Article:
by JOHN BRIGGS
Several groups opposed to basing the F-35 fighter/bomber at Burlington International Airport hosted a “citizens’ hearing” Thursday evening to lambaste the Vermont congressional delegation for their refusal to hold public hearings on the basing and to describe as they have in many meetings over the last year why, in their view, it would be a mistake to bring the plane to the airport.
More than 300 people squeezed into the Unitarian Universalist Church at the head of Church Street in Burlington for an enthusiastic anti-F-35 gathering marked by frequent cheers and loud applause for the speakers.
The meeting was part pep rally as well as another attempt to engage the congressional delegation and other proponents of the F-35. Supporters include Gov. Peter Shumlin, Burlington Mayor Miro Weinberger and local business groups.
At the beginning of the meeting, Chris Hurd, a local Realtor and one of the organizers of the meeting, thanked the politicians for attending and asked them to stand, drawing laughs from the crowd as each name was called in vain.
Opponents of the F-35 have based their position in part on the data contained in the the Air Force’s environmental impact statement, which found the new plane would be up to four times louder on takeoff than the F-16s currently flown by the Vermont Air National Guard. The Air Force study said the number of residences included in areas designated by the Federal Aviation Administration as “unsuitable” for residences because of average sound levels above 65 decibels would sharply increase with the arrival of the F-35s.
That prediction has raised fears of lowered property values in those areas, though proponents of the F-35A have argued that residential property values would not be affected by the increased noise from the new plane. They have also warned of economic losses and a smaller Guard payroll if the new plane is not based at the airport.
Pierre Sprey, a co-designer of the F-16 and A-10 warplanes for the Pentagon, was a featured speaker Thursday. He called the threats of a diminished Guard “hogwash,” noting that F-16s are being refurbished and will fly “way past 2030” because the Air Force is well aware the F-35s won’t do the job.
He told the assembly that unlike those two older planes, which were chosen for production after head-to-head comparisons with prototypes of competing designs, the F-35 had no prototype and has moved into production while still undergoing design changes..
Sprey called the new plane a “shockingly bad” design which will, he said, “fail miserably” as an air-to-air fighter, in providing “close support” for ground troops, and as a bomber.
He said that despite Air Force claims of its stealth capability, it will be easily visible to enemy radar, is vulnerable to ground fire, lacks maneuverability because of its weight and small wings, carries only half the bombing payload of the F-16 and, again because of its small wings, must fly too fast and high to be successful in its close support role.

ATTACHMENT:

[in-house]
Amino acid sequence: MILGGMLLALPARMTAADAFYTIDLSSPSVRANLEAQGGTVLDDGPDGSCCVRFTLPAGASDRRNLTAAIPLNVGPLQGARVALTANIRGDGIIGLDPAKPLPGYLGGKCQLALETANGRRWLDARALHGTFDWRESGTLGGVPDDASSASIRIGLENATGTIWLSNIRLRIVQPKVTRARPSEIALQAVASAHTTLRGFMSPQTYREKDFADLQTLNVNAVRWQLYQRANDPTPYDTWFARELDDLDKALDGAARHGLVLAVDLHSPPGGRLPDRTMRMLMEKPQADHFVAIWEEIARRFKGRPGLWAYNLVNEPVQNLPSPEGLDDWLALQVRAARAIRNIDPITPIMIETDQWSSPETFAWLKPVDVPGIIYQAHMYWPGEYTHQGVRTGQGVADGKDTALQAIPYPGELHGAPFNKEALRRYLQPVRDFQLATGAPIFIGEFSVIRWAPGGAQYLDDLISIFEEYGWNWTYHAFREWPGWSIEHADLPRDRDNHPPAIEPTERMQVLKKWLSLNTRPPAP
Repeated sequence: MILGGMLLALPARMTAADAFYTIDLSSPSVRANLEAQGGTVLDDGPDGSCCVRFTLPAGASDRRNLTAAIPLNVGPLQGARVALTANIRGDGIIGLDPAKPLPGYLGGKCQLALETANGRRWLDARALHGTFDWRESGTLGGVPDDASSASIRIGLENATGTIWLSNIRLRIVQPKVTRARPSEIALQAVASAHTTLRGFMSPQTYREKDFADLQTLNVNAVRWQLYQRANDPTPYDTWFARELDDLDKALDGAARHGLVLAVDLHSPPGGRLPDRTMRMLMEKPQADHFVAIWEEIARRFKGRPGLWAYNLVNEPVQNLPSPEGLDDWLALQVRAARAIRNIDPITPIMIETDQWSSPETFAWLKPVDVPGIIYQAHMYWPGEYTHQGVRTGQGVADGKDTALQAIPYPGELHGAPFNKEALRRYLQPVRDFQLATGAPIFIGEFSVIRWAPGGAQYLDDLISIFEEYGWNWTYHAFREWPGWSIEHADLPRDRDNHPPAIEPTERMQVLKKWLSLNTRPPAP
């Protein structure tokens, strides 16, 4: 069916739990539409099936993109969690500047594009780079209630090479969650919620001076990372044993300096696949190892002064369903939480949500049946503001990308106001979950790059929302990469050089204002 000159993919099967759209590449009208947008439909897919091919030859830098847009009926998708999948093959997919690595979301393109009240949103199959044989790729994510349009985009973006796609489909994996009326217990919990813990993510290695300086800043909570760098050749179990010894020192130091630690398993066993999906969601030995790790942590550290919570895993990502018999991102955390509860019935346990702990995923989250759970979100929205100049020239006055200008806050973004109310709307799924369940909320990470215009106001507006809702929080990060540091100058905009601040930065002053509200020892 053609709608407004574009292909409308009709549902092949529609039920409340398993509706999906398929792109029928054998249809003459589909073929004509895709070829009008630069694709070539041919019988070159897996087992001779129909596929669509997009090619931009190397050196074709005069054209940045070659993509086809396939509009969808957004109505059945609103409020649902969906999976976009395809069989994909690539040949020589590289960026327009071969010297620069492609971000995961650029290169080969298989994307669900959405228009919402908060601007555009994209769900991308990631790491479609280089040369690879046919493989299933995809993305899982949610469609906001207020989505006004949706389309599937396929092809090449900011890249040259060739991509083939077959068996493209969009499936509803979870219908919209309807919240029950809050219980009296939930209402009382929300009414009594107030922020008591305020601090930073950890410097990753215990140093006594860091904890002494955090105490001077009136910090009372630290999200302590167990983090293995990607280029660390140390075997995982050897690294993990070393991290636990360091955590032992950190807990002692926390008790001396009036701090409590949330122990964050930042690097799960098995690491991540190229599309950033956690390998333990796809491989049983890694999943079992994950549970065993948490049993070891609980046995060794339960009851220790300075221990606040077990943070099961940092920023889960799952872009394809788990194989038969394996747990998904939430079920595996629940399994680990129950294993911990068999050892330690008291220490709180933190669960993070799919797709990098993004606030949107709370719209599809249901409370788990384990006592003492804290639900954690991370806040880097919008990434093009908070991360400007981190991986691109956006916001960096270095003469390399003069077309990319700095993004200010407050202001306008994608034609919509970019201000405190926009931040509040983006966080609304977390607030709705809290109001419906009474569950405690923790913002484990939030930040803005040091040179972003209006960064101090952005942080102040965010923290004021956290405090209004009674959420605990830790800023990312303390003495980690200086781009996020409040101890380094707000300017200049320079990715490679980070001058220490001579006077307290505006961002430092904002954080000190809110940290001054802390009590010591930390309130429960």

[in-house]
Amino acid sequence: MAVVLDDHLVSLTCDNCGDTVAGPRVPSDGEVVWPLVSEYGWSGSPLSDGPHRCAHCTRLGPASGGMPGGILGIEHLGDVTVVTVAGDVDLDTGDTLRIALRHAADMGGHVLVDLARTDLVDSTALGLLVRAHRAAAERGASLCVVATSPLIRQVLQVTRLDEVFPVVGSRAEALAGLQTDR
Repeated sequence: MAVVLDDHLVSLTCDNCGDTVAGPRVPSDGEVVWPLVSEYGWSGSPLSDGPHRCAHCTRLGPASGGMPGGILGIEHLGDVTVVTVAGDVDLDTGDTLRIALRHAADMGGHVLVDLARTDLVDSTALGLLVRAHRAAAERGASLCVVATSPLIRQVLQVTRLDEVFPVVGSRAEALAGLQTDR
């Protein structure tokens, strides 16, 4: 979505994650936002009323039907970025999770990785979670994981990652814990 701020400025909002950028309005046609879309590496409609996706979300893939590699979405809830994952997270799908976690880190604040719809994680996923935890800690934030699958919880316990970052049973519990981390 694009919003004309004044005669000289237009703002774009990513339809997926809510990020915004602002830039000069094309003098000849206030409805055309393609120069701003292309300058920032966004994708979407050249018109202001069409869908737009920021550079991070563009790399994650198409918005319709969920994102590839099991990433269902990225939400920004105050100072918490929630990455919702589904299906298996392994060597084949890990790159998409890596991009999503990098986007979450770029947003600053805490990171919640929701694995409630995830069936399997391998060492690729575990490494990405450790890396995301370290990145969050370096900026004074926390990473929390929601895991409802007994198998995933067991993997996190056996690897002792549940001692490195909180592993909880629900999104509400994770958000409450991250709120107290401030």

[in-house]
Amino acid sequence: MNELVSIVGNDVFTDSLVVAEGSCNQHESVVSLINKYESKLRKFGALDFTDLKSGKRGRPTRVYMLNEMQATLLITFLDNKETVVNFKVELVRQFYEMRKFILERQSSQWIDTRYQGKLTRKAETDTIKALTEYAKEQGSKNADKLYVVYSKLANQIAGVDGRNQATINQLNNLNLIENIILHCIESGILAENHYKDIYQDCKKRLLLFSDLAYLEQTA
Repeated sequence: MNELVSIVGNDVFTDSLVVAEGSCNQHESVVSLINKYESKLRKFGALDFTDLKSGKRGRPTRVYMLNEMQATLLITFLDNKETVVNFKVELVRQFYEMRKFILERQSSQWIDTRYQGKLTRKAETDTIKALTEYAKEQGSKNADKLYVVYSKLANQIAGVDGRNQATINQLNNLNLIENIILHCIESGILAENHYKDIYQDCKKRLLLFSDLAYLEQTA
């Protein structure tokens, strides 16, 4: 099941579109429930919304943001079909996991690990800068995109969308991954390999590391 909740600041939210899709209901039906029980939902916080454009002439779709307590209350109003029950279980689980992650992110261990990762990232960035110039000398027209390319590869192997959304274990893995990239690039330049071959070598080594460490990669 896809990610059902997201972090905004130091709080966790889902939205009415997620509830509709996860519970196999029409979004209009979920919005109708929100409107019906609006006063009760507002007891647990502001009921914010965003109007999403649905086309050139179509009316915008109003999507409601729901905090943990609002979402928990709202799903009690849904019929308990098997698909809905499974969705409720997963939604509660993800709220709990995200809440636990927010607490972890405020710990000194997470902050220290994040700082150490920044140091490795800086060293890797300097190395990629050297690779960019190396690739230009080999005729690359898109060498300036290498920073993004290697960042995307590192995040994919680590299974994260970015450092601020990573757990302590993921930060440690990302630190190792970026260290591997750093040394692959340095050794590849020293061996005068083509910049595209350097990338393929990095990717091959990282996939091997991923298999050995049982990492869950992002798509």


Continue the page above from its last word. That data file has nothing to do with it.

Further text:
Sprey said the Air Force is also concealing that the heavy plane will generally require afterburners on takeoffs, meaning it will be far noisier than the projections in the Air Force’s environmental study.
Rabbi Joshua Chasan of the Ohavi Zedek synagogue in Burlington, speaking for himself and 14 other members of the local clergy, said that while local politicians and the Guard are deserving of respect, “we are deeply pained by their support (of the F-35A) because it would destroy the quality of life for our most vulnerable neighbors.”
“Common sense,” Chasan said, “would direct the placement of these airplanes to airports with far fewer people in the vicinity.”
He reminded the audience that the airport has already moved more than 100 families out of their homes because of noise, “turning sweet neighborhoods into boarded-up blocks of barren space. As kings once used their power to dispossess the vulnerable,” he said, “citizens in this democracy we call Vermont are given no choice but to move on.”
He urged steadfastness. “Let us be strong,” he said, “in the face of facile flag waving and fear-mongering.”
Carmine Sargent, who lives in South Burlington close to the airport, said she was reluctant to speak out publicly against the plane but felt compelled as she saw her neighborhood becoming a “little Detroit” as airport buyouts left house after house empty.
“Our houses are our greatest asset,” she said, “and we want a say in what happens to us.”
Ben Cohen, co-founder of Ben &Jerry’s Homemad Inc, one of the event’s sponsors, praised the “incredible turnout” for the meeting, and told the applauding crowd, “I really believe we can do it.”
“This plane and the Pentagon mentality this plane represents is bankrupting our country,” he said.
No one who favors the basing of the F-35A at the airport spoke at Thursday’s meeting, but Assistant Adjutant General Brig. Gen. Richard Harris said in a prepared statement that the Guard “appreciates” Sprey’s design work on the F-16 and A-10. He added that the Air Force has now “chosen the F-35 and F-22 to address future threats and meet operational strategy. The F-35 is currently undergoing operational test and evaluation flights at Eglin AFB as part of the development process,“ he continued. “It regularly takes off in non-afterburner.”
He said the plane will have more “upgrades” before being based in Burlington.
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